—Tamara, Riverside

Big Bold Italian

A friend set me up on a blind date. I don’t do blind dates. But this gentleman seemed just my type - academic, scholarly, intellectual, intelligent. As he described what he did (we spoke on the phone a couple of times prior to our meeting) I imagined tweed, cords, glasses, and loafers… maybe even a pipe or cigar. I imagined a character out of Love Story. A true New England preppy. I had a good feeling about this date! We met at the lobby of a hotel with a restaurant where we had planned on grabbing a drink at the bar. Have you ever been on a blind date and wanted to run out, quickly, before the other person saw you? I have. I experienced it that very moment. Only he saw me and I couldn't turn around and run. I wondered if I looked shocked or if my fake smile looked real. I don’t mean to criticize anyone’s dress style, but I thought I had stepped into a time warp back into the 1980s. My date, Gene, was wearing a black Members Only jacket, a burgundy paisley button down shirt, olive colored corduroys – Levis, and Wallaby shoes. The only reason I knew what the shoes were was because when I was in sixth grade they were all the rage along with our Bonne Bell Lipsmackers! This was just too funny. Hush Puppies? Members Only jacket? We couldn’t have been more mismatched with me in my black boots, black skirt and top, faux fur cropped McLaughlin jacket, and pearls. We must have looked a sight! Where was my true New England preppy? It went from bad to worse really fast. He asked me what I wanted to drink and I thought aloud to myself, wondering if they have a Super Tuscan. “Whoa!”, he asked, “What’s a Super Tuscan? Sounds like a big, bold eye-talian like myself!” He wasn’t quiet, in the least. I just about died and shrank three sizes. There was no Super Tuscan so I settled for a Chianti.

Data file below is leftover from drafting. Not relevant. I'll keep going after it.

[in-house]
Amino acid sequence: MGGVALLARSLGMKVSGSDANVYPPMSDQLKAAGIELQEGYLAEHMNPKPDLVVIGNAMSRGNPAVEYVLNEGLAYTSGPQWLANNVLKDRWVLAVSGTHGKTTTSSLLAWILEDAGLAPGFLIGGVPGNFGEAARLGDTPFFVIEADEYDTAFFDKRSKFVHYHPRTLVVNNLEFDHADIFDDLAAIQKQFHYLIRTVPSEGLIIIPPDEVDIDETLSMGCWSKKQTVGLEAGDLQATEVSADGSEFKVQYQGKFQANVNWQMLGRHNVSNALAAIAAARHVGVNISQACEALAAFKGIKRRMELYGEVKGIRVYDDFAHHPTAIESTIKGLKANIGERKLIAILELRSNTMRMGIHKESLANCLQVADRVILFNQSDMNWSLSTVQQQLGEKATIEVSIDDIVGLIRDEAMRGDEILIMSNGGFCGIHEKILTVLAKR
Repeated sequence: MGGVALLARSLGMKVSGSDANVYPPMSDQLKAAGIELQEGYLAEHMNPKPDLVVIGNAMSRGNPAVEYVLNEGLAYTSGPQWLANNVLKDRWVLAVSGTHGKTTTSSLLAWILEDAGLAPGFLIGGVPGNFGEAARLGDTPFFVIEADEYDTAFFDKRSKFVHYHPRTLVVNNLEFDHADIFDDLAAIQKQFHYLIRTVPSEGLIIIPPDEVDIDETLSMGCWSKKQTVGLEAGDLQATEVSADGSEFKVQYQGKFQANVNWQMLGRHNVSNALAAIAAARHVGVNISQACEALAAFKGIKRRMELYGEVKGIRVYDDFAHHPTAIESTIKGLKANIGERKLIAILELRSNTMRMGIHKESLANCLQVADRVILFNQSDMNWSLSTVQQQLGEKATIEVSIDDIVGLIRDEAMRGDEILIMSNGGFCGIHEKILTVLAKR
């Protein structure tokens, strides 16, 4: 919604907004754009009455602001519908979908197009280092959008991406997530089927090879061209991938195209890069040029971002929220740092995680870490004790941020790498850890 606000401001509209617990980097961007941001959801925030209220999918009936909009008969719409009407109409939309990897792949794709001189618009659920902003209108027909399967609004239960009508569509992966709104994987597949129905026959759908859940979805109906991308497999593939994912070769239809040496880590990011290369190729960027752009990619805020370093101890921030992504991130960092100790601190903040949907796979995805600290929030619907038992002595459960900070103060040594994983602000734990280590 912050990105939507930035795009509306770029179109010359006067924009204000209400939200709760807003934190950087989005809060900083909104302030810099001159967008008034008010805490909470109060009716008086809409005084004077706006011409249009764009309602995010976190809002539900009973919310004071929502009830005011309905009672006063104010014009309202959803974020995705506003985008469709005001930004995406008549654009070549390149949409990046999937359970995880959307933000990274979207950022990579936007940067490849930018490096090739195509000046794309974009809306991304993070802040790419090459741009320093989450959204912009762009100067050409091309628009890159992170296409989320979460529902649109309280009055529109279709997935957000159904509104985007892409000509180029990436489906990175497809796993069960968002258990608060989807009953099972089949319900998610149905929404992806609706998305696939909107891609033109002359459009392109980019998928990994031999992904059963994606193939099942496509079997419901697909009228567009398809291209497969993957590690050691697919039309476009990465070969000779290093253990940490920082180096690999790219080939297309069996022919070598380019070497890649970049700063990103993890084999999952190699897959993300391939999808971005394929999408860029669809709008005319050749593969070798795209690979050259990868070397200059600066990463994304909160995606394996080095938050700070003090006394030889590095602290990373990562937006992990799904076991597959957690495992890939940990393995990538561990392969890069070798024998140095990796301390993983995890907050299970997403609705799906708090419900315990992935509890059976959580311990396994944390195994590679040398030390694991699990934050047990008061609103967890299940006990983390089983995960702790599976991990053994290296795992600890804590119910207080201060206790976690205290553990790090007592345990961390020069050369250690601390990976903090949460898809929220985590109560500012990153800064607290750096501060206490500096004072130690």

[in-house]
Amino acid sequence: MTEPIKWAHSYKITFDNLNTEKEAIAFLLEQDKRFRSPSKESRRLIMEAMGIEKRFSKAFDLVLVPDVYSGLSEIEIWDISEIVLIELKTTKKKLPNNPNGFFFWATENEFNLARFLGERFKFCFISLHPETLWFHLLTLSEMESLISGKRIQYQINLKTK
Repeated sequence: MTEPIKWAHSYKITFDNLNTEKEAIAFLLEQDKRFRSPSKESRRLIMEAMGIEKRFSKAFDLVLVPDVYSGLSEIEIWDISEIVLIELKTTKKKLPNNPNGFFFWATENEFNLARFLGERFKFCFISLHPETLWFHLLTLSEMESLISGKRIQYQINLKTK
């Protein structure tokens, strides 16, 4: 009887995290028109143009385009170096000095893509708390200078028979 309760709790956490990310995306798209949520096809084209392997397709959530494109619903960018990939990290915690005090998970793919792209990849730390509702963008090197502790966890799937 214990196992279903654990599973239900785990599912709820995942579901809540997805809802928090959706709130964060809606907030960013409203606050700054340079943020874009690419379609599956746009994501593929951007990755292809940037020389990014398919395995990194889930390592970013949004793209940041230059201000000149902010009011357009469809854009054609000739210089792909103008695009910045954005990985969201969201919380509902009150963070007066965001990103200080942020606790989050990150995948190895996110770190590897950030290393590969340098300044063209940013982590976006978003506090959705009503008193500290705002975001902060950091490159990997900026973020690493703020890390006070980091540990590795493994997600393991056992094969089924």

We simply had nothing in common to talk about. Nothing. He had prejudged me and I suppose I had prejudged him, and we were unable to find common ground. After he finished his gin and tonic, and pretty damned quickly, he said ‘I gotta go’ and off he went. Where did he go? To the rest room or did he really go, as in go? I sat there for a few minutes; my Chianti not quite finished, and wondered whether he’d even paid for our drinks. I did inquire on my way out, just to be sure. After about ten or so minutes I got up to leave, saw and chatted with a couple of friends then made my way to my car. As I walked out of the restaurant I looked to the right, in the direction of the restrooms, and there he was, almost smack dab in front of me! He looked like a deer caught in headlights. Had he been hiding and waiting for me to leave? I said something like “Oh there you are! I was waiting for you so that I could say goodbye and thank you for a wonderful time!” As he looked even more shocked, I headed down the stairs and out to my car.
—Francesca, Southport